Susan Bosak collects optical illusions. "I like optical illusions because nothing
is ever as it seems. Life is a lot like that."
There are many ways to describe Susan, but she prefers to be called an educator above all. "I have an opportunity to do a lot of traveling and my classroom stretches across the continent," she says. She enjoys working and connecting with all ages – children, teens, young adults, and elders. She believes the best teachers are the ones who are always learning, which is why she's always reading, surfing the net, listening and asking a lot of questions.
As a researcher, Susan explores "what is" with an eye toward creating "what can be." She's able to combine seemingly unrelated pieces in unusual ways to create thought-provoking new wholes. She brings together information and ideas in a way that's fresh, meaningful, and useful.
Susan's research and education work brings together human development, communication, literacy, intergenerational, aging, life course, community building, science and environmental issues.
She helped found the Legacy Project because she feels "we're stuck in little stories. The challenges of the 21st Century need bigger stories to encourage bigger, better thinking."
The Legacy Project is a big-picture learning project that uses the multilayered concept of LegacyCubed to empower all ages. It's all about connecting your lifetime to the bigger picture of generations and the world, and re-learning our relationship with time to bring together past, present, and future.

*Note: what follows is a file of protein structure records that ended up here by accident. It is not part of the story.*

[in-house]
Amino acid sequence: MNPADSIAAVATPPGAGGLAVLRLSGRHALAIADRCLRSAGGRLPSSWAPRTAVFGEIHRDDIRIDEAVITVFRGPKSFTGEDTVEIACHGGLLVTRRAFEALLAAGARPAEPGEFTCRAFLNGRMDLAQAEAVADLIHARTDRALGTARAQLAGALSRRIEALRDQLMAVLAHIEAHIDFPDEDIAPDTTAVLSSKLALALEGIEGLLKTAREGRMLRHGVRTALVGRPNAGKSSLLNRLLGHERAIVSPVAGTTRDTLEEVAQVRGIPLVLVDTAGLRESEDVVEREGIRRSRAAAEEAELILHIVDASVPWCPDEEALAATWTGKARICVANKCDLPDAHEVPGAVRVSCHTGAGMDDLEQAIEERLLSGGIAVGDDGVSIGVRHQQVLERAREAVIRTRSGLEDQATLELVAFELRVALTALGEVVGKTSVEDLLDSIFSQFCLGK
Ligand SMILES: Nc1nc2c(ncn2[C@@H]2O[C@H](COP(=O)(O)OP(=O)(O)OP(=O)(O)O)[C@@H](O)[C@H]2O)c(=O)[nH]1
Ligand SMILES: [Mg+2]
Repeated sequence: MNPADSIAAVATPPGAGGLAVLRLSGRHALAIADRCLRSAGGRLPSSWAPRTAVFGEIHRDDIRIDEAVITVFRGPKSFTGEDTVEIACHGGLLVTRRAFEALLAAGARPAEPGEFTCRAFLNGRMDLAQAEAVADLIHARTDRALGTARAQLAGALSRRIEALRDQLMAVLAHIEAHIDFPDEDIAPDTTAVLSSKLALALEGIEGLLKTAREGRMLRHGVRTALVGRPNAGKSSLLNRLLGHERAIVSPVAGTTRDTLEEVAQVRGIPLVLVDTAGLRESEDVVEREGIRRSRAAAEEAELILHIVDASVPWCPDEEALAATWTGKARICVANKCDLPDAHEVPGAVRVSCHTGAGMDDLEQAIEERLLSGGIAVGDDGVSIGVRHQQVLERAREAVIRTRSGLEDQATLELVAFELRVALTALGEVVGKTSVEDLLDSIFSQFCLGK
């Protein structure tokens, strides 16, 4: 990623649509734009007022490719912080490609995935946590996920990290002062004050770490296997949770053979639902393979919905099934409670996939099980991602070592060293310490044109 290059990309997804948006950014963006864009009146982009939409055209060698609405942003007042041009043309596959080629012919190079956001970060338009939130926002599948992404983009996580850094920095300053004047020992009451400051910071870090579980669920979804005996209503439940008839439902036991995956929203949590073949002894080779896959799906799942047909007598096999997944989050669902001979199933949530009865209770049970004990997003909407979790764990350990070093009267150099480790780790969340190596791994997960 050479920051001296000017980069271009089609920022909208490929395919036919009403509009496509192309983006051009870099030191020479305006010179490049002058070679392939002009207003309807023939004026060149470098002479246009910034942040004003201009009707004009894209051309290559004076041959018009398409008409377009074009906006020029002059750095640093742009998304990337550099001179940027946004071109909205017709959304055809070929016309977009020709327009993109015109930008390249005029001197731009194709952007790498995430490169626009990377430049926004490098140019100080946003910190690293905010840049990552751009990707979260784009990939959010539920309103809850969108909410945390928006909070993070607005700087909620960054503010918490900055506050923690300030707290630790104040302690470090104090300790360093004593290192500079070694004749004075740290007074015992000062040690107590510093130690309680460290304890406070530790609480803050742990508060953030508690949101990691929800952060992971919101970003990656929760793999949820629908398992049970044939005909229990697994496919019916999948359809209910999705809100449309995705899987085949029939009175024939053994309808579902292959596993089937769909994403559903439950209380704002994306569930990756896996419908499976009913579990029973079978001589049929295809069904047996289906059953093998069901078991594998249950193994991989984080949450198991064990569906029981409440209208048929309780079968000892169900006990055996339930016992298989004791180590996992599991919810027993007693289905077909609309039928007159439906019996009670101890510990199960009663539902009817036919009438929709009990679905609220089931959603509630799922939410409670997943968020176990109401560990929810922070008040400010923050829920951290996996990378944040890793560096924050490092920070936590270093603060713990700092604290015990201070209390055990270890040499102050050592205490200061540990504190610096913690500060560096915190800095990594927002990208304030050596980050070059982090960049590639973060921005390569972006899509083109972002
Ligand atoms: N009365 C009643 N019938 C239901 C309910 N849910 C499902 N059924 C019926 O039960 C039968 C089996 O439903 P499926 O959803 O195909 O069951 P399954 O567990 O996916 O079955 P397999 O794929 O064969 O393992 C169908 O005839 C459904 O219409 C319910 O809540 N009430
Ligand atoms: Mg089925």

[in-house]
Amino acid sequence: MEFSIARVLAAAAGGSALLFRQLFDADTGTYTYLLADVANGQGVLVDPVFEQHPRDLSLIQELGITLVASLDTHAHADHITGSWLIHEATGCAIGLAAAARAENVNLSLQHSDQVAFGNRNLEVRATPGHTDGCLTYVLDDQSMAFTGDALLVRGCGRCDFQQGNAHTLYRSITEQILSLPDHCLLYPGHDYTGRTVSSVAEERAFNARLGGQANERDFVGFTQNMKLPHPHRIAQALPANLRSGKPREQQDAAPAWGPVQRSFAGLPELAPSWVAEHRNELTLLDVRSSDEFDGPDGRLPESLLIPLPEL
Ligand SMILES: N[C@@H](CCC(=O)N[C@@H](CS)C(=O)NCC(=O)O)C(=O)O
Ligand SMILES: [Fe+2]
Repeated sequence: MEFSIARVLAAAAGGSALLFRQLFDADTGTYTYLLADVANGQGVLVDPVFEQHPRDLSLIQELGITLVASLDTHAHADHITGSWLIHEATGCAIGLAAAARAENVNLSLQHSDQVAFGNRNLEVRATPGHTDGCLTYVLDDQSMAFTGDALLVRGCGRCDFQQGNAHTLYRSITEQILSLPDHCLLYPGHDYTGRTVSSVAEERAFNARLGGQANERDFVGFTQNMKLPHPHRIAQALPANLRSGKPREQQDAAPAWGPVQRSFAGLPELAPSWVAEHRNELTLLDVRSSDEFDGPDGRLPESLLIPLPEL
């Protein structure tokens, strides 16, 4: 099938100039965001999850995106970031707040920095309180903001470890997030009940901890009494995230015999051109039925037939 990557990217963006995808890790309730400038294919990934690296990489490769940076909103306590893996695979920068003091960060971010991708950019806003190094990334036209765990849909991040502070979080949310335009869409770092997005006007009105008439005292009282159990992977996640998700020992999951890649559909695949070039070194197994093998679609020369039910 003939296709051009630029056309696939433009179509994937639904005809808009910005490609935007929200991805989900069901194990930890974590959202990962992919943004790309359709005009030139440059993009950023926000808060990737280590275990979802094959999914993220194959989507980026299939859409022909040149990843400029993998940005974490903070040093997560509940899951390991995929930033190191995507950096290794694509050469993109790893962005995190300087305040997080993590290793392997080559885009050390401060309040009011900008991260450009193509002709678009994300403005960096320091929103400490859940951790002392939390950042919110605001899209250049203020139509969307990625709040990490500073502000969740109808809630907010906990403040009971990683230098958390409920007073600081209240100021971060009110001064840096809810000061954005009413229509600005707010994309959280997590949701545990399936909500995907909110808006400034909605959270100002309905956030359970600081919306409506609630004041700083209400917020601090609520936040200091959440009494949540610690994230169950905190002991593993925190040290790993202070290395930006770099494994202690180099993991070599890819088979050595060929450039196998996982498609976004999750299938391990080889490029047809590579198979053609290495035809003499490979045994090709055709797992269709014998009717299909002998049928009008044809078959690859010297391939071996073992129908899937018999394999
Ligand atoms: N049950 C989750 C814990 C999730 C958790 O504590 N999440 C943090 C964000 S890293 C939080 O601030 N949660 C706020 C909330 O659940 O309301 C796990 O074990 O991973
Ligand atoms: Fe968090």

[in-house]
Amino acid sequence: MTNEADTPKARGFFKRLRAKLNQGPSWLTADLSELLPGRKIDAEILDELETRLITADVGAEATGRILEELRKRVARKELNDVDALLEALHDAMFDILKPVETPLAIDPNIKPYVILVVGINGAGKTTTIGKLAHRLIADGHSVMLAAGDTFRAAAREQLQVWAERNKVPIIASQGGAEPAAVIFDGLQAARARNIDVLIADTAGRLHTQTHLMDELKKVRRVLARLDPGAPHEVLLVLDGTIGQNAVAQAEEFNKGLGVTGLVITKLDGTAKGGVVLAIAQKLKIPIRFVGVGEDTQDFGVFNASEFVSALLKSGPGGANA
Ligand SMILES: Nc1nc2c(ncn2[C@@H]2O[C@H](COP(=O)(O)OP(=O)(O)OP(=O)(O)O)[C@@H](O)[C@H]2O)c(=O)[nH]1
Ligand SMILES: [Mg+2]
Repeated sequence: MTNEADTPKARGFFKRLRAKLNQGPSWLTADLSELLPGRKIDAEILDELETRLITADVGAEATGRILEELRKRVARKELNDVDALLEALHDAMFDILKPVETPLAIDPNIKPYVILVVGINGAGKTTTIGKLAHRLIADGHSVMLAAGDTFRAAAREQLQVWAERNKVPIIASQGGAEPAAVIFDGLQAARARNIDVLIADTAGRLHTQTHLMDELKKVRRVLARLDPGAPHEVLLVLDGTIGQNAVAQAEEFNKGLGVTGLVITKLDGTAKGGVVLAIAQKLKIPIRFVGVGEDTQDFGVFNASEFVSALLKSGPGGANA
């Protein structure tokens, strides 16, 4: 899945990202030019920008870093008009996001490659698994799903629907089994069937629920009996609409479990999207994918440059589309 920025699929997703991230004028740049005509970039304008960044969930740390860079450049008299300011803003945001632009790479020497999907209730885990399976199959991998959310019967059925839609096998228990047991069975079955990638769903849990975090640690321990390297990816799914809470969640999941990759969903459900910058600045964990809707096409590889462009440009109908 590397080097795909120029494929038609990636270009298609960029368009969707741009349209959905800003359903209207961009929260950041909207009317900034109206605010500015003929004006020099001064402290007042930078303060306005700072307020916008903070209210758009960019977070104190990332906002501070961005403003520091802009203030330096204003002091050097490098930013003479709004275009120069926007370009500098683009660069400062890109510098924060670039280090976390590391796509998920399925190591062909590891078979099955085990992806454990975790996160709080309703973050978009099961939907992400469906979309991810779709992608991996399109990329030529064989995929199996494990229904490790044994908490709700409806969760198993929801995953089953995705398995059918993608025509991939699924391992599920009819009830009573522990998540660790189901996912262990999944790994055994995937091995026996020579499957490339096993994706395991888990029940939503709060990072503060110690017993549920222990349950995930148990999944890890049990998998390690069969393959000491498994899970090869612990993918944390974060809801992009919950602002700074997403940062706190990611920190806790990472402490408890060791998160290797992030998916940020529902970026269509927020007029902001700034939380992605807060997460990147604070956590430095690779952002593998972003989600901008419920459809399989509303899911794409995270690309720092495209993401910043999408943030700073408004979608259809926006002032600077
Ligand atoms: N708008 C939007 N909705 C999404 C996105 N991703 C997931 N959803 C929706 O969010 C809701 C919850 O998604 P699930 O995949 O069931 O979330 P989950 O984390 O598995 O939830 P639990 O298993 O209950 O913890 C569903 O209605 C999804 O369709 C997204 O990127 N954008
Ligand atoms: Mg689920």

The Legacy Project's programs reflect the three levels at which each of us evolves our legacy through our lifetime: personal development (LifeDreams), our relationships with others (Across Generations), and the ways we make a difference in our communities (Our World).
As an author, Susan believes stories, BIG stories, are one of the most powerful tools we can use to change ourselves and the world.
They breathe life into information. Sharing stories is an important part of Susan's educational work, and she encourages people to tell their stories through the Legacy Project, including the Life Statement program.
One of her favorite ways to tell a story is through picture books. "Words and pictures go together so deliciously," says Susan. "It's like chocolate and peanut butter. They're great on their own, but all the better when they're together!"
She sees an illustrated story as an art form that can reach all ages on many levels. In terms of picture books, there are many authors that inspire her: "Who isn't inspired by the inimitable Dr. Seuss? His brilliant use of language and the topics he tackled with flair – from the environment in The Lorax to war and conflict in The Butter Battle Book – make him a role model for me. I also admire the work of Antoine de Saint-Exupéry. The Little Prince is one of the multilayered kinds of books that I love. I'm inspired by the way Patricia Polacco can tell a story with heart; by the way Australian writer John Marsden brings his convictions to his writings; by the way Peter Sís brings brilliant, richly-textured layer after layer to every book he does; and by the way David Wiesner can turn a story upside down and inside out. Two of my all-time favorite children's books are Miss Rumphius by Barbara Cooney and The Tin Forest by Helen Ward. I wish someone would read them to me every night before bed."